Scrolls :- Here's a shot that I really wasn't expecting to be able to take. The Middle Street Synagogue in Brighton is a hidden treasure. For the most part its doors are locked and its windows are boarded up and from the road it looks like a very mundane and nondescript building. But once in a while it's opened up to the public and the treasures within are revealed. The Middle Street Synagogue was opened in 1875 and it began as a rather humble building but due to its many benefactors who were renowned 19th century figures its interior started to flourish. Due to its preserved 19th century interior it's like walking tino the past. As I stood there in awe it felt like I was onboard Captain Nemo's "Nautilus", everything was gold, red velvet or marble and the floor was a chequered pattern of black and white. Only Brighton's Royal Pavilion challenges its grandeur, nothing else comes anywhere near it. This Grade II* listed building has been hailed as "One of Europe's Greatest Synagogues".
Clifford's Tower :- Patience and timing played an enormous part in me getting this shot. This is a busy junction in the City of York, it's where Clifford Street, Tower Street and Peckitt Street meet. It's also where a lot of tourists flock so I had to wait quite a length of time with the camera set up and ready to go before the area was free of both traffic and people. So what you see here is Clifford's Tower and it is Norman. Originally there was a wooden tower on top of the large mound and both were built by by William the Conqueror in 1068. Move on a hundred or so years and in 1190 anti-Semitic riots in York culminated with 150 Jews being massacred on the site when they took refuge in the tower and the tower was then burnt down. After this tragic and terrible event the mound was rebuilt and raised (between 1190 and 1194) to the height it stands at now. Somewhere around the middle of the 13th century Henry III rebuilt the castle in stone and the 'keep' was rebuilt to a 'quatrefoil' design (unique in England). The tower is (approx) 50ft (15m) high and 200 ft (61m) in diameter. In 1684 a huge explosion (which must have shaken the City considerably) destroyed the tower's interior and also blew its roof off. Nobody is sure as to hwy it's known as Clifford's Tower but one theory suggests that it may be because Roger de Clifford was hanged at the tower in 1322 for opposing Edward II. The tower is now owned by is owned by English Heritage and open (for a price) to the public.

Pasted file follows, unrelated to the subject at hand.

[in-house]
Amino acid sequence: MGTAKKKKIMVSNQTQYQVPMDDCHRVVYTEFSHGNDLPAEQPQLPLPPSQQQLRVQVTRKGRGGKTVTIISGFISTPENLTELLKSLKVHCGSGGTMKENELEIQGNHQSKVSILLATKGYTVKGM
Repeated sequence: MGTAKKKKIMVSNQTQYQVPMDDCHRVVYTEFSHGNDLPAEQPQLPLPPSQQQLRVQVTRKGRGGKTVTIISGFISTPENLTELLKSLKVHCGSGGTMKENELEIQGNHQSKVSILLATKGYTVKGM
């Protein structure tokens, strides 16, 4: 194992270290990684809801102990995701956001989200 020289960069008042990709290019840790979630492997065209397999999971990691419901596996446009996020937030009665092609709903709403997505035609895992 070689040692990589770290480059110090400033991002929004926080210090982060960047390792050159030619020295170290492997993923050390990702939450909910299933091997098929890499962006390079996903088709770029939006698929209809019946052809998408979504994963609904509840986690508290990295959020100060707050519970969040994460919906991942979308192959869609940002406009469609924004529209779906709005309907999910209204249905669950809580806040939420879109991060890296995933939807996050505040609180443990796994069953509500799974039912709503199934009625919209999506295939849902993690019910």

Pea Green :- Shot from the undercliff walk somewhere between Ovingdean Gap and Brighton. This demonstrates the ever changing face of the beach and rocks. Whilst certain sections are highly polished chalk and stripped bare other parts are encrusted with thick weed and green algae. It's fun to wander out on the rocks but the algae acts like ice at the best of times and is lethal if you are not concentrating on your movements.
All Photography Copyright © Justin Hill